For purposes of this case, I have determined that the 'work as a whole' means the following: For purposes of Question No. 1 in the Special Verdict Form, the 'work as a whole' constitutes all of the compilable code associated with all of the 166 API packages (not just the 37) in the registered work. This excludes the virtual machine. Similarly, for the purposes of Question No. 2 in the Special Verdict Form, the 'work as a whole' means the contents (including name, declaration and English-language comments) of the documentation for all of the 166 API packages (not just the 37) in the registered work. For purposes of Question No. 3, the 'work as a whole' is the compilable code for the individual file except for the last two files listed in Question No. 3, in which case the 'work as a whole' is the compilable code and all the English-language comments in the same file."

Oracle seeks to avoid a comparison of "the structure sequence and organization of the 37 packages with all of the compilable code in the 166 packages". Instead, the structure, sequence and organization of one work should be compared to the structure, sequence and organization of another.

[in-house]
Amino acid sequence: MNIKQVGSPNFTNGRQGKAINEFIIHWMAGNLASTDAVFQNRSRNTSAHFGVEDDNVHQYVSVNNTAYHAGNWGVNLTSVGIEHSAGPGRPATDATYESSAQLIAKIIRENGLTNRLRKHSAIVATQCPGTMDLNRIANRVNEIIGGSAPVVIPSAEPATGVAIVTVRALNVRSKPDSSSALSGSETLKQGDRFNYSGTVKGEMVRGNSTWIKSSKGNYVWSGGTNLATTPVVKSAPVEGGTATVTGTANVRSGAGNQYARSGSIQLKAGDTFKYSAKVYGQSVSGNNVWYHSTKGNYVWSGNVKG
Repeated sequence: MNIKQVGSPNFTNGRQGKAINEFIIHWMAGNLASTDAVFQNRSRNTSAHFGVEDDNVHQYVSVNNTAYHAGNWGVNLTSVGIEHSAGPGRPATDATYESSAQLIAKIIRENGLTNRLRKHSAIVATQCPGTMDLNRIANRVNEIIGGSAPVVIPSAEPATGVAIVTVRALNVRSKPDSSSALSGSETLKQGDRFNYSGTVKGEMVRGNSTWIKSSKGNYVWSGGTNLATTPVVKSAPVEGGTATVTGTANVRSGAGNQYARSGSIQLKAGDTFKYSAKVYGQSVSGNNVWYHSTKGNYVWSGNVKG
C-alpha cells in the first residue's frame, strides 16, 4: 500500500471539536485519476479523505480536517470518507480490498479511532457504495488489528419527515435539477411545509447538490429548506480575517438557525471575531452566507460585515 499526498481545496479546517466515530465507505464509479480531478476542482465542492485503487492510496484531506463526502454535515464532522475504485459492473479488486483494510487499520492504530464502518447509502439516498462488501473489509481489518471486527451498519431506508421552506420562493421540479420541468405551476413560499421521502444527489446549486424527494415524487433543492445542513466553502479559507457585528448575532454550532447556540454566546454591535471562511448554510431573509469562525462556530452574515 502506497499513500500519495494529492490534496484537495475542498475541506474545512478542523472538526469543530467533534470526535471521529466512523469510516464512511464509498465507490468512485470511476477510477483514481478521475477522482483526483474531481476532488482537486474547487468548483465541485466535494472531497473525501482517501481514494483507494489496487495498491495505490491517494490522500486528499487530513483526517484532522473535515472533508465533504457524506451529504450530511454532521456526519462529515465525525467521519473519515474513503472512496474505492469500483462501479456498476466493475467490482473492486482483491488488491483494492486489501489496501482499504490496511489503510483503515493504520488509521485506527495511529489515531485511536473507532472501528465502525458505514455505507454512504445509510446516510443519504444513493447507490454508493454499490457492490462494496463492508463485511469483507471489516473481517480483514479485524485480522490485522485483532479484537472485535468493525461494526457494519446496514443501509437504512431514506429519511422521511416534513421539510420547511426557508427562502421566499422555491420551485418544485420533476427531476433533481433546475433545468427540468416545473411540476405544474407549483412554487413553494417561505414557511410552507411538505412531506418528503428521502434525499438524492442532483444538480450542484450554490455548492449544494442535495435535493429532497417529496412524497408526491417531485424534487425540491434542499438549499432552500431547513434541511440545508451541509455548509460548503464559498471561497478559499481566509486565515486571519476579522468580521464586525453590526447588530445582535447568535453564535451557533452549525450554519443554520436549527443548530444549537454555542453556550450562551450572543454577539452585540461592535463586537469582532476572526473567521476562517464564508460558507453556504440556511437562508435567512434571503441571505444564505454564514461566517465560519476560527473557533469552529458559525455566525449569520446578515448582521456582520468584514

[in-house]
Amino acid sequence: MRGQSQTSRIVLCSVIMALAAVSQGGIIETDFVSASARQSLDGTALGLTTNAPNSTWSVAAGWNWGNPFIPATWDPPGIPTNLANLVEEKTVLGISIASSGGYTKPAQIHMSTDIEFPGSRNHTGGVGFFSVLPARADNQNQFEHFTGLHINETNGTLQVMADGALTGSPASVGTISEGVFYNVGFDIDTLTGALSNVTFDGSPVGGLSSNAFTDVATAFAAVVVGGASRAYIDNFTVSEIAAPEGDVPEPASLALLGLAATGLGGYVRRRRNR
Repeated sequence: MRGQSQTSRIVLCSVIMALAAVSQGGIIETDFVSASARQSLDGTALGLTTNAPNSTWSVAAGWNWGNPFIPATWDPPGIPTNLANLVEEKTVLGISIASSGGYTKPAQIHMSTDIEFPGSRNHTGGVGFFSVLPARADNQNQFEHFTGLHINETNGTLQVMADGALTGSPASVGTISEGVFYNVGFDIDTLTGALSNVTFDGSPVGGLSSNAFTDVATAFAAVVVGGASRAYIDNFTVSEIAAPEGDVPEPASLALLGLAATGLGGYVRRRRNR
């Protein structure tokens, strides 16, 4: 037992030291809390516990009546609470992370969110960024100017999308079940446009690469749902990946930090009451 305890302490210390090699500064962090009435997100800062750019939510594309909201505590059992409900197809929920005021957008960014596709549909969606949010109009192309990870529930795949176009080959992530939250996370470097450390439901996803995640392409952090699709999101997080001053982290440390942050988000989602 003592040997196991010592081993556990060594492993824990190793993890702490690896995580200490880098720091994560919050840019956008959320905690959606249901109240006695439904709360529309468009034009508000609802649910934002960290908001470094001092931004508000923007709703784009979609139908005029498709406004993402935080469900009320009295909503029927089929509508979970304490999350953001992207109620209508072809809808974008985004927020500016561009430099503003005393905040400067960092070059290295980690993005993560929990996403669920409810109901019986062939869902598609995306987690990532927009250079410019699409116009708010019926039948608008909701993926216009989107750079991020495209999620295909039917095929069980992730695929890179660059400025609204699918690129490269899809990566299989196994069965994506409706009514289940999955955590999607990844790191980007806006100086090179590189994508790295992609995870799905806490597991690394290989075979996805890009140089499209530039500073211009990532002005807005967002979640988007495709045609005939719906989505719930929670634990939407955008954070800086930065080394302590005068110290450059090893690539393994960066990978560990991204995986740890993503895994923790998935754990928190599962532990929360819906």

Furthermore, Oracle asks the court to deemphasize the word "all" in front of "of the 166 API packages (not just the 37)". Oracle attributes the italicization of that word to the evolution of this document: in the original draft, the italicized word "all" was meant to contrast particularly strongly with the equally-italicized passage "that individual API package", but Oracle no longer asserts individual API packages, so there's no more need to emphasize the word "all".

Instruction 30: sublicense, public dedication

"Final" version of April 29:

"Unless you find fair use, de minimis, or non-infringement in Google's favor, Google had no right to copy any elements of the Java platform protected by copyright unless it had a written license to do so from Sun or Oracle or had a written sub-license to do so from a third party who had a license from Sun or Oracle conferring the right to grant such sub-licenses. The burden would be on Google to prove it had any such express license or sublicense rights. But in this trial it makes no such contention. Put differently, if Google claims a license from a third party, Google has the burden to prove that the third party itself had the proper right and authority from Sun or Oracle as to any of the copyrights owned by Sun or Oracle and used by Google, for Google could acquire from the third party no greater right than the third party had in the first place. Similarly, if Google contends that Oracle or Sun had dedicated elements protected by copyright to the public domain for free and open use, the burden would be on Google to prove such a public dedication but the parties agree that there is no such issue for you to decide. Again, Google makes no such contention in this trial and this statement of the law regarding licenses is simply to put some of the evidence you heard in context."